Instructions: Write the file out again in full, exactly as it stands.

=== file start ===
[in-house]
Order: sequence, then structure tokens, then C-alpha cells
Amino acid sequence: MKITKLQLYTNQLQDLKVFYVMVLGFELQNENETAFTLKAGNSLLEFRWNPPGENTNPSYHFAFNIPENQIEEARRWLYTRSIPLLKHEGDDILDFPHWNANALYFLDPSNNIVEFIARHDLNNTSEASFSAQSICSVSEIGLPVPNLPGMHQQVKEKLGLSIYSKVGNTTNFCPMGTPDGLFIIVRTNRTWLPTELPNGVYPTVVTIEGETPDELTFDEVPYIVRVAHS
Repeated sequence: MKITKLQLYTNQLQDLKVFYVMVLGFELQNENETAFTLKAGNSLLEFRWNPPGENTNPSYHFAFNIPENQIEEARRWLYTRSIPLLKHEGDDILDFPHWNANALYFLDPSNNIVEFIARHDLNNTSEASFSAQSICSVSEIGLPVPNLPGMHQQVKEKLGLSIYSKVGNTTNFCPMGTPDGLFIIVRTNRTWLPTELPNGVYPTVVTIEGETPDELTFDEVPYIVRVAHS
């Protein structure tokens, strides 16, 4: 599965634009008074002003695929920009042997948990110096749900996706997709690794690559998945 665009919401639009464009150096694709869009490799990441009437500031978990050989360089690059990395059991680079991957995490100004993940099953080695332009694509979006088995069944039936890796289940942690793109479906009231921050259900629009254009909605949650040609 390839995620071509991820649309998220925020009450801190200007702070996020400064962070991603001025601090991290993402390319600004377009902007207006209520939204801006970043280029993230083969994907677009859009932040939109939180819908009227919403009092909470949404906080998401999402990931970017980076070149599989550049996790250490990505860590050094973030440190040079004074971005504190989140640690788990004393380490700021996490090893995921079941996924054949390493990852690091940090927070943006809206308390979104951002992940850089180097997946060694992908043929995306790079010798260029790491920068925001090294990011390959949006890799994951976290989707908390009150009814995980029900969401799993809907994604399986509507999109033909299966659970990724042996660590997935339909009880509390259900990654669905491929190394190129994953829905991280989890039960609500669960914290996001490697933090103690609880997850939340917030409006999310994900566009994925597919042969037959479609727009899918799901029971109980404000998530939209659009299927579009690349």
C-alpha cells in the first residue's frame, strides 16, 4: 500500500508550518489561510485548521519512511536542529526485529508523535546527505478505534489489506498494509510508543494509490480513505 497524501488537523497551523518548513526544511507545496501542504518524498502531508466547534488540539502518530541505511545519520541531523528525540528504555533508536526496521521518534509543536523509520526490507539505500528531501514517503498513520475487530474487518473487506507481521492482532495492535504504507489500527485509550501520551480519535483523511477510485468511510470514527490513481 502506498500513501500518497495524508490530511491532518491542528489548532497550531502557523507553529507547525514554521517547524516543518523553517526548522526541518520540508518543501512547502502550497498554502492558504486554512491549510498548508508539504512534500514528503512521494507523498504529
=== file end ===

[in-house]
Order: sequence, then structure tokens, then C-alpha cells
Amino acid sequence: MKITKLQLYTNQLQDLKVFYVMVLGFELQNENETAFTLKAGNSLLEFRWNPPGENTNPSYHFAFNIPENQIEEARRWLYTRSIPLLKHEGDDILDFPHWNANALYFLDPSNNIVEFIARHDLNNTSEASFSAQSICSVSEIGLPVPNLPGMHQQVKEKLGLSIYSKVGNTTNFCPMGTPDGLFIIVRTNRTWLPTELPNGVYPTVVTIEGETPDELTFDEVPYIVRVAHS
Repeated sequence: MKITKLQLYTNQLQDLKVFYVMVLGFELQNENETAFTLKAGNSLLEFRWNPPGENTNPSYHFAFNIPENQIEEARRWLYTRSIPLLKHEGDDILDFPHWNANALYFLDPSNNIVEFIARHDLNNTSEASFSAQSICSVSEIGLPVPNLPGMHQQVKEKLGLSIYSKVGNTTNFCPMGTPDGLFIIVRTNRTWLPTELPNGVYPTVVTIEGETPDELTFDEVPYIVRVAHS
């Protein structure tokens, strides 16, 4: 599965634009008074002003695929920009042997948990110096749900996706997709690794690559998945 665009919401639009464009150096694709869009490799990441009437500031978990050989360089690059990395059991680079991957995490100004993940099953080695332009694509979006088995069944039936890796289940942690793109479906009231921050259900629009254009909605949650040609 390839995620071509991820649309998220925020009450801190200007702070996020400064962070991603001025601090991290993402390319600004377009902007207006209520939204801006970043280029993230083969994907677009859009932040939109939180819908009227919403009092909470949404906080998401999402990931970017980076070149599989550049996790250490990505860590050094973030440190040079004074971005504190989140640690788990004393380490700021996490090893995921079941996924054949390493990852690091940090927070943006809206308390979104951002992940850089180097997946060694992908043929995306790079010798260029790491920068925001090294990011390959949006890799994951976290989707908390009150009814995980029900969401799993809907994604399986509507999109033909299966659970990724042996660590997935339909009880509390259900990654669905491929190394190129994953829905991280989890039960609500669960914290996001490697933090103690609880997850939340917030409006999310994900566009994925597919042969037959479609727009899918799901029971109980404000998530939209659009299927579009690349």
C-alpha cells in the first residue's frame, strides 16, 4: 500500500508550518489561510485548521519512511536542529526485529508523535546527505478505534489489506498494509510508543494509490480513505 497524501488537523497551523518548513526544511507545496501542504518524498502531508466547534488540539502518530541505511545519520541531523528525540528504555533508536526496521521518534509543536523509520526490507539505500528531501514517503498513520475487530474487518473487506507481521492482532495492535504504507489500527485509550501520551480519535483523511477510485468511510470514527490513481 502506498500513501500518497495524508490530511491532518491542528489548532497550531502557523507553529507547525514554521517547524516543518523553517526548522526541518520540508518543501512547502502550497498554502492558504486554512491549510498548508508539504512534500514528503512521494507523498504529